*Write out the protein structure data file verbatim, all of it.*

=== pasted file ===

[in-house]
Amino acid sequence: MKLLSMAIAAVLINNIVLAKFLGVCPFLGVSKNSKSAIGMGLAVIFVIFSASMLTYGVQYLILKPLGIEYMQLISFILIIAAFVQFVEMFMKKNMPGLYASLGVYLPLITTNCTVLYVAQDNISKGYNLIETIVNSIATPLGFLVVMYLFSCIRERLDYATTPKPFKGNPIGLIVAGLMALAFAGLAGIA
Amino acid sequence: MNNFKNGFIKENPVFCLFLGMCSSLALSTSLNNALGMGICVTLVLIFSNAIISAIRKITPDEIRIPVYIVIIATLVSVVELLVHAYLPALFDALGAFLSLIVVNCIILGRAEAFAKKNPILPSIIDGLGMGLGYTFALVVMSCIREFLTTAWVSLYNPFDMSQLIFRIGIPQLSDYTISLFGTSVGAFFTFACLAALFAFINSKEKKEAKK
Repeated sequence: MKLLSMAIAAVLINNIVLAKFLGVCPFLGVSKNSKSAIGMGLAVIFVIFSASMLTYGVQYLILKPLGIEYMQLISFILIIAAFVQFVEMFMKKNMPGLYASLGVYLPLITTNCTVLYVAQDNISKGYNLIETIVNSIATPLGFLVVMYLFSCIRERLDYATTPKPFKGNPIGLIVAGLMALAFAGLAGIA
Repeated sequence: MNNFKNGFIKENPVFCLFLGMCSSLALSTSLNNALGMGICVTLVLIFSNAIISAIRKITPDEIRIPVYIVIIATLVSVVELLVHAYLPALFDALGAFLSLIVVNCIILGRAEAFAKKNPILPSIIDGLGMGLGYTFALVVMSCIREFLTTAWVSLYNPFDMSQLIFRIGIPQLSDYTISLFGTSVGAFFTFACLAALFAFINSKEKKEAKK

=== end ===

[in-house]
Amino acid sequence: MKLLSMAIAAVLINNIVLAKFLGVCPFLGVSKNSKSAIGMGLAVIFVIFSASMLTYGVQYLILKPLGIEYMQLISFILIIAAFVQFVEMFMKKNMPGLYASLGVYLPLITTNCTVLYVAQDNISKGYNLIETIVNSIATPLGFLVVMYLFSCIRERLDYATTPKPFKGNPIGLIVAGLMALAFAGLAGIA
Amino acid sequence: MNNFKNGFIKENPVFCLFLGMCSSLALSTSLNNALGMGICVTLVLIFSNAIISAIRKITPDEIRIPVYIVIIATLVSVVELLVHAYLPALFDALGAFLSLIVVNCIILGRAEAFAKKNPILPSIIDGLGMGLGYTFALVVMSCIREFLTTAWVSLYNPFDMSQLIFRIGIPQLSDYTISLFGTSVGAFFTFACLAALFAFINSKEKKEAKK
Repeated sequence: MKLLSMAIAAVLINNIVLAKFLGVCPFLGVSKNSKSAIGMGLAVIFVIFSASMLTYGVQYLILKPLGIEYMQLISFILIIAAFVQFVEMFMKKNMPGLYASLGVYLPLITTNCTVLYVAQDNISKGYNLIETIVNSIATPLGFLVVMYLFSCIRERLDYATTPKPFKGNPIGLIVAGLMALAFAGLAGIA
Repeated sequence: MNNFKNGFIKENPVFCLFLGMCSSLALSTSLNNALGMGICVTLVLIFSNAIISAIRKITPDEIRIPVYIVIIATLVSVVELLVHAYLPALFDALGAFLSLIVVNCIILGRAEAFAKKNPILPSIIDGLGMGLGYTFALVVMSCIREFLTTAWVSLYNPFDMSQLIFRIGIPQLSDYTISLFGTSVGAFFTFACLAALFAFINSKEKKEAKK